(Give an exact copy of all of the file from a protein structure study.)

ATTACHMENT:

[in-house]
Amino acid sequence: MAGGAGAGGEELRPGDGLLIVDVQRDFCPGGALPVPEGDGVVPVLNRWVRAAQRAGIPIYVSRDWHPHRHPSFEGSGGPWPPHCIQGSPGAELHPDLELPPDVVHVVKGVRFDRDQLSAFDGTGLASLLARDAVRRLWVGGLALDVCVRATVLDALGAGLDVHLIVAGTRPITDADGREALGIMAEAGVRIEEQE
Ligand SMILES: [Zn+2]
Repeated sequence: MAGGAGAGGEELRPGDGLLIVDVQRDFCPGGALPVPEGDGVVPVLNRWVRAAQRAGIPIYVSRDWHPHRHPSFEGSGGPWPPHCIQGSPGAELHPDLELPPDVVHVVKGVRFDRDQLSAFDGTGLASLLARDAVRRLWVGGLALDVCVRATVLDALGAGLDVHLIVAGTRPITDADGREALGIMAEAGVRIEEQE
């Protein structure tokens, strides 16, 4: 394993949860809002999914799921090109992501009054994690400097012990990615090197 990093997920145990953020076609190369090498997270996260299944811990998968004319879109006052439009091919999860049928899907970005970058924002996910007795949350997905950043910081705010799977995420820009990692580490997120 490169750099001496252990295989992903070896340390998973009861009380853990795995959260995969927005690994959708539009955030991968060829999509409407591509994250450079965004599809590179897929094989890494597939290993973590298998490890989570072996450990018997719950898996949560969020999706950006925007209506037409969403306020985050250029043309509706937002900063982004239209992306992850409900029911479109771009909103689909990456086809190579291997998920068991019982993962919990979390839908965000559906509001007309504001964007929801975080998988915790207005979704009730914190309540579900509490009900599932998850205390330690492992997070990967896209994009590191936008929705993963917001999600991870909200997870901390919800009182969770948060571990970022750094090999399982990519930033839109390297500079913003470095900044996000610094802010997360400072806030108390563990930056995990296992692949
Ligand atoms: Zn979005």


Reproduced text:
[in-house]
Amino acid sequence: MAGGAGAGGEELRPGDGLLIVDVQRDFCPGGALPVPEGDGVVPVLNRWVRAAQRAGIPIYVSRDWHPHRHPSFEGSGGPWPPHCIQGSPGAELHPDLELPPDVVHVVKGVRFDRDQLSAFDGTGLASLLARDAVRRLWVGGLALDVCVRATVLDALGAGLDVHLIVAGTRPITDADGREALGIMAEAGVRIEEQE
Ligand SMILES: [Zn+2]
Repeated sequence: MAGGAGAGGEELRPGDGLLIVDVQRDFCPGGALPVPEGDGVVPVLNRWVRAAQRAGIPIYVSRDWHPHRHPSFEGSGGPWPPHCIQGSPGAELHPDLELPPDVVHVVKGVRFDRDQLSAFDGTGLASLLARDAVRRLWVGGLALDVCVRATVLDALGAGLDVHLIVAGTRPITDADGREALGIMAEAGVRIEEQE
């Protein structure tokens, strides 16, 4: 394993949860809002999914799921090109992501009054994690400097012990990615090197 990093997920145990953020076609190369090498997270996260299944811990998968004319879109006052439009091919999860049928899907970005970058924002996910007795949350997905950043910081705010799977995420820009990692580490997120 490169750099001496252990295989992903070896340390998973009861009380853990795995959260995969927005690994959708539009955030991968060829999509409407591509994250450079965004599809590179897929094989890494597939290993973590298998490890989570072996450990018997719950898996949560969020999706950006925007209506037409969403306020985050250029043309509706937002900063982004239209992306992850409900029911479109771009909103689909990456086809190579291997998920068991019982993962919990979390839908965000559906509001007309504001964007929801975080998988915790207005979704009730914190309540579900509490009900599932998850205390330690492992997070990967896209994009590191936008929705993963917001999600991870909200997870901390919800009182969770948060571990970022750094090999399982990519930033839109390297500079913003470095900044996000610094802010997360400072806030108390563990930056995990296992692949
Ligand atoms: Zn979005």